Savvy Tips & Helpful Hints

How to Transition to a Gluten-Free Diet

Gluten-free is the latest so-called ‘trend’ in the diet world, along with veganism and ‘clean’ eating. However, let’s be clear – eating a gluten-free diet is not a fad for many people. 

If you have coeliac disease, your body is allergic to gluten. Eating foods containing even the tiniest amount of gluten will trigger an intense physical reaction. It won’t be pleasant. The only way to control the symptoms is to be extremely careful about what you eat. 

Photo by Anna Pelzer on Unsplash

Gluten Intolerance

A lot of people switch to a gluten-free diet because they are intolerant rather than allergic. Being intolerant to gluten causes similar symptoms, but they are not as severe and don’t cause as much lasting damage to the digestive system. However, gluten-intolerance is still unpleasant. 

In addition, people with other autoimmune diseases, such as Hashimoto’s and Graves’s Disease, which both affect the thyroid, may benefit from switching to a gluten-free diet. This is something you may wish to discuss with your endocrinologist, but check this link for some good information on the gluten-thyroid connection.

Whatever your reasons for becoming gluten-free, it will take a lot of effort to ensure you completely eradicate gluten from your diet. 

What Grains Contain Gluten?

Gluten is found in rye, wheat, triticale, and barley. As a consequence, bread, many breakfast cereals, cakes, biscuits, pies, and pastries all contain gluten in varying amounts. Even non-gluten containing products can be contaminated with gluten if they are produced in the same factory. This isn’t such a problem if you are intolerant, as the level of contamination will be very small, but if you are diagnosed as coeliac, even the tiniest quantity of gluten will trigger symptoms. 

If you are addicted to bread, pastries, and other starchy treats, going gluten-free is going to be a challenge. But it can be done!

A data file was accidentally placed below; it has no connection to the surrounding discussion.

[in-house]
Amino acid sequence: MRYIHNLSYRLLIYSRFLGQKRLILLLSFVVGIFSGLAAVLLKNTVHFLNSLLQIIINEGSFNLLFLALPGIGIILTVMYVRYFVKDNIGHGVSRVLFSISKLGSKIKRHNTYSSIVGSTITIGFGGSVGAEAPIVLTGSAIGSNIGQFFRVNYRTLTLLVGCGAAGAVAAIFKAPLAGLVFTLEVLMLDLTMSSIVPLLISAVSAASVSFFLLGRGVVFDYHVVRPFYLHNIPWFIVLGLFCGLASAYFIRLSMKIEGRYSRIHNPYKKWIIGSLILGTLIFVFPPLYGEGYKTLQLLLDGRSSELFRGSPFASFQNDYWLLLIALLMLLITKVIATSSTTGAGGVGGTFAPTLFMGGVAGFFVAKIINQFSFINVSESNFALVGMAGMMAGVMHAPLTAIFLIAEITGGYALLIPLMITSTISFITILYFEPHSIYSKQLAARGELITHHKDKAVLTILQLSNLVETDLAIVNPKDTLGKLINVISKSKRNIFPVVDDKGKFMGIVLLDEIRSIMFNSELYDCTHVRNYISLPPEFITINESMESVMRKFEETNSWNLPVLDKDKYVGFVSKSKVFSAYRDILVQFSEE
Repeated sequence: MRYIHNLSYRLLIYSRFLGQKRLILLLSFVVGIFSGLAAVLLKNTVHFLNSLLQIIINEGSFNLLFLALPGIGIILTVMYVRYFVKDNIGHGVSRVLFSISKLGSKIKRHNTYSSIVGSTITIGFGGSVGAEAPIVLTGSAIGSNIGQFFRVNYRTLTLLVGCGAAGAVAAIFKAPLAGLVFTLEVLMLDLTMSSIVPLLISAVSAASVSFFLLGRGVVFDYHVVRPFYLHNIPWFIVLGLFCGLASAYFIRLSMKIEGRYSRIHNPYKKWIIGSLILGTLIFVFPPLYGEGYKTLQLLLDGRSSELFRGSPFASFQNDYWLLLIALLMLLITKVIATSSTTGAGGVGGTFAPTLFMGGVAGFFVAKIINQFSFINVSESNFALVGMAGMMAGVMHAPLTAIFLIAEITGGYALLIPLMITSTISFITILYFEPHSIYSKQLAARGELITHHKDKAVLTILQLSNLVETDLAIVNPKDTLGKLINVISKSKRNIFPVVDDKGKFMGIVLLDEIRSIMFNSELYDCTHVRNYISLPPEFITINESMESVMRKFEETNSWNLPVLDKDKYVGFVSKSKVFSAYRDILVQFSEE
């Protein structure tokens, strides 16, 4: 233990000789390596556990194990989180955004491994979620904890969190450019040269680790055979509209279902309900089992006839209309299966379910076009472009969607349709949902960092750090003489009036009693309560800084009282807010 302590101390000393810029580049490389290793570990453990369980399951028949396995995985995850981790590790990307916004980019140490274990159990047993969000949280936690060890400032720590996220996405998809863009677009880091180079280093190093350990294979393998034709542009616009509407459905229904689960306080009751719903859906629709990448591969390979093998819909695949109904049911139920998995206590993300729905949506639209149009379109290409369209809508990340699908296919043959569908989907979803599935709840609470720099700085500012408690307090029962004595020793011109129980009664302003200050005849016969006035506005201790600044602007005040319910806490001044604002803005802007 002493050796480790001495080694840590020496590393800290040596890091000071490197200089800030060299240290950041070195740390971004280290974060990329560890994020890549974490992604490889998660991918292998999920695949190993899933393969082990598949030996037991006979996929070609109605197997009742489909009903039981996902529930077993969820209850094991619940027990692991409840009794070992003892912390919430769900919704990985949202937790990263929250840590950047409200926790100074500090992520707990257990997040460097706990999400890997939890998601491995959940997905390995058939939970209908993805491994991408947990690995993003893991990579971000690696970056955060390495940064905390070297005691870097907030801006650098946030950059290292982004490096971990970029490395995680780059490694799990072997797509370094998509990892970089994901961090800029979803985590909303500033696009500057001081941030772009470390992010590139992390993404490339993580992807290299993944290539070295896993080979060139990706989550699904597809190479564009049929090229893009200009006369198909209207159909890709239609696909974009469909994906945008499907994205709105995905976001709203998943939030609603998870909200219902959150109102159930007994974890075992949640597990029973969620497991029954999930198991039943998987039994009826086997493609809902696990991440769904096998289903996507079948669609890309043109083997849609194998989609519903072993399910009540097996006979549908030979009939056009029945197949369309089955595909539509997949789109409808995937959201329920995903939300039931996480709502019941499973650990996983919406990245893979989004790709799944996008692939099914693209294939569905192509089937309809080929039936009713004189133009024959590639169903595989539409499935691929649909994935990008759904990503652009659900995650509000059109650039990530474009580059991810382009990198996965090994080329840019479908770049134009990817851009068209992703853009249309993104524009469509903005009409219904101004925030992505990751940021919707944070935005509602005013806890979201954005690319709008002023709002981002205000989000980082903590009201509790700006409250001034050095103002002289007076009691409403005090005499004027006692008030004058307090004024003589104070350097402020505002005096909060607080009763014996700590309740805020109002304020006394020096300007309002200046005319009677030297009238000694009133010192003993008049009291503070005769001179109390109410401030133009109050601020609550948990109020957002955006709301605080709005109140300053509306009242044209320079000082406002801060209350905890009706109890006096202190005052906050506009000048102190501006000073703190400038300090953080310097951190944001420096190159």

Read the Labels

The first thing you must get used to doing is reading the labels on the food products you buy, with the exception of fresh fruit, vegetables, meat, and dairy. Processed foods are a high-risk, as many products contain wheat, which in turn contains gluten. Even innocuous products such as stock cubes and sauces mixes might contain gluten in the list of ingredients.

If a product says ‘wheat’, ‘rye’, ‘triticale’, or ‘barley’ on the list of ingredients, it contains gluten. Other grains, i.e. oats, corn, rice, and quinoa, are safe, as they don’t trigger a reaction. Foods containing gluten must be clearly labelled as such – allergens are usually listed in ‘bold’ on the label, so be alert. 

Avoid Processed Foods

It’s generally best to avoid processed foods when you switch to a gluten-free diet. Try and cook from scratch, using fresh fruit and vegetables. Shops now stock a range of gluten-free foods, including GF flour, but many of the processed products are high in sugar and other nasty ingredients. Some are also lacking in the taste department!

Look for specialty stores that sell gluten-free products if you need GF snacks and supplements. It’s often cheaper to shop online at sites like Chemist Direct.

It can take several months to eradicate gluten from your system, so be patient. Once you have gone gluten-free, remember, you can’t revert to gluten-containing foods on a whim. One bite of regular bread puts you right back at square one once again.

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